Unwritten Sumptuary Laws

If one dresses too formally at my college – or most colleges – one might be mistaken for an administrator, which is a clear violation of the unwritten sumptuary laws. One might be given inappropriate deference by the unknowing. And I did find more students holding doors for me and calling me “sir” as if I were a person of importance.

Such gestures embarrassed me a little, but they also made me feel more confident and capable. I began to think I could exert some pressure on my institution to raise the bar of formality a little by raising it a lot for myself.

In the process, I probably irritated some of my colleagues, a few of whom are aggressively informal on principle: denim, work boots, sandals – anything goes but formality. The situation is not unique to my home institution. Professors (in the humanities, at least) don’t make much money relative to other professionals, so we press our sour grapes into the sweeter wine of smugness: “We are too important to pay attention to such trivial, privileged matters as clothing.”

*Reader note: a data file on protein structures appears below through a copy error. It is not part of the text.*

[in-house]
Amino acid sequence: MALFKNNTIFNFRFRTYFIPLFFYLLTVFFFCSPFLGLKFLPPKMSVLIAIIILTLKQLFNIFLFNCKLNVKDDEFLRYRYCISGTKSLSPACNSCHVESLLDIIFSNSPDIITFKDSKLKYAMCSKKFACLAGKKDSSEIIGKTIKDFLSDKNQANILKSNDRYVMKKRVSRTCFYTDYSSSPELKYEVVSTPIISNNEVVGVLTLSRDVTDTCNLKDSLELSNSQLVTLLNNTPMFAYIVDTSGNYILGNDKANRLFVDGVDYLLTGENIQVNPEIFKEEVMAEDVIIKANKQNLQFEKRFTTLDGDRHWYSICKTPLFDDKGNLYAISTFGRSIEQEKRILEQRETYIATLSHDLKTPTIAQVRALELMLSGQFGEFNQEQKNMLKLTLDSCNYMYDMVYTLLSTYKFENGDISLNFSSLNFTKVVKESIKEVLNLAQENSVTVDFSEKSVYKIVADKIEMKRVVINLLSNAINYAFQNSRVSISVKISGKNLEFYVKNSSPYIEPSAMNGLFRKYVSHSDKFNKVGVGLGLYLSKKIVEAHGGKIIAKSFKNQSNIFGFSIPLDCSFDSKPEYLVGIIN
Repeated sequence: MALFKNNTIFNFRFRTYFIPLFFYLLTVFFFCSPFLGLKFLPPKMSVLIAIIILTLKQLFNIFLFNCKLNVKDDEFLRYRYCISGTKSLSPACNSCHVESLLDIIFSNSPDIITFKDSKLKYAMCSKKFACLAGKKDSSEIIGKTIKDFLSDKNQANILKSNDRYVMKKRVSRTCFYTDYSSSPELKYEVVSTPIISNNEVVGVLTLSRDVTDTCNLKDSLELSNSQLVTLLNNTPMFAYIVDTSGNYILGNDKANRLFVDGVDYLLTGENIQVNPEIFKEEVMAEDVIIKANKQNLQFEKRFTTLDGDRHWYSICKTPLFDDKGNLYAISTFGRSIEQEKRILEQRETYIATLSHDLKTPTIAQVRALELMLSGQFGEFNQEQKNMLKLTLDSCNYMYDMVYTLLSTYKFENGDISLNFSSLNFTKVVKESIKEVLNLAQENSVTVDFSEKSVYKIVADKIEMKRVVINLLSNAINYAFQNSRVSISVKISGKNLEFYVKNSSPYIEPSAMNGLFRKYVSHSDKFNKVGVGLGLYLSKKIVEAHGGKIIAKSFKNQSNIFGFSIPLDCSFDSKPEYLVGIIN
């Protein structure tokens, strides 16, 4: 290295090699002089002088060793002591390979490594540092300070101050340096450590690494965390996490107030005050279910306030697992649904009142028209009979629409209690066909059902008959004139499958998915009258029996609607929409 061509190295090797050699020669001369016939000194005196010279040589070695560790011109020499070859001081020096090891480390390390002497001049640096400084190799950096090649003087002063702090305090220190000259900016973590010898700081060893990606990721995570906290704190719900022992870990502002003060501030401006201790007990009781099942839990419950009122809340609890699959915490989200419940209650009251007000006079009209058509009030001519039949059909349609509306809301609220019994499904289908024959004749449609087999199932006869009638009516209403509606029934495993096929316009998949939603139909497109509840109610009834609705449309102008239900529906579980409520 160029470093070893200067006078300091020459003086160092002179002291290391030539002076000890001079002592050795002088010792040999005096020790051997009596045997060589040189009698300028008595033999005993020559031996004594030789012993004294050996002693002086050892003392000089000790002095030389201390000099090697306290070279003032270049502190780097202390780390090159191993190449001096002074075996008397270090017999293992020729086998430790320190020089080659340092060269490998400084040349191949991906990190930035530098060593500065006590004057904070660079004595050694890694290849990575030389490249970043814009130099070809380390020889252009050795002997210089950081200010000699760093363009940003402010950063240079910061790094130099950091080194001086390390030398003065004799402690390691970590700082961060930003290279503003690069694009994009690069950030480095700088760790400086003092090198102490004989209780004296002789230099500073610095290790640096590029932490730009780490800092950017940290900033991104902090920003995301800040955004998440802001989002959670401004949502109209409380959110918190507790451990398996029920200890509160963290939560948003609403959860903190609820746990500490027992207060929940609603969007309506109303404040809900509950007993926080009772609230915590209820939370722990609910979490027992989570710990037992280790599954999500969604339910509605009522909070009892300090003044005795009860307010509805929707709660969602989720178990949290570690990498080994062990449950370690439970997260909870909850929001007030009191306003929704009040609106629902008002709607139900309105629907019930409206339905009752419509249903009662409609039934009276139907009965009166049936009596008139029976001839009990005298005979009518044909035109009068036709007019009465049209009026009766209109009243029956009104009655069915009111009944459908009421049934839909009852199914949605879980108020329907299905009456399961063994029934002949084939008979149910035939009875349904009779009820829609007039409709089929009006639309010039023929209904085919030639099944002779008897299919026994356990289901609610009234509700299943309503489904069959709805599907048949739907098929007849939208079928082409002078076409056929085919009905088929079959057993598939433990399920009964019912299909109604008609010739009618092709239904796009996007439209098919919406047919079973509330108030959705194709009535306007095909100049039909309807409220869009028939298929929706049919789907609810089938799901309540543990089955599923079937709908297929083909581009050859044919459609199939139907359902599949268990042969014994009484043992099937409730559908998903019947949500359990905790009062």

Thomas H. Benton, aka William Pannapacker


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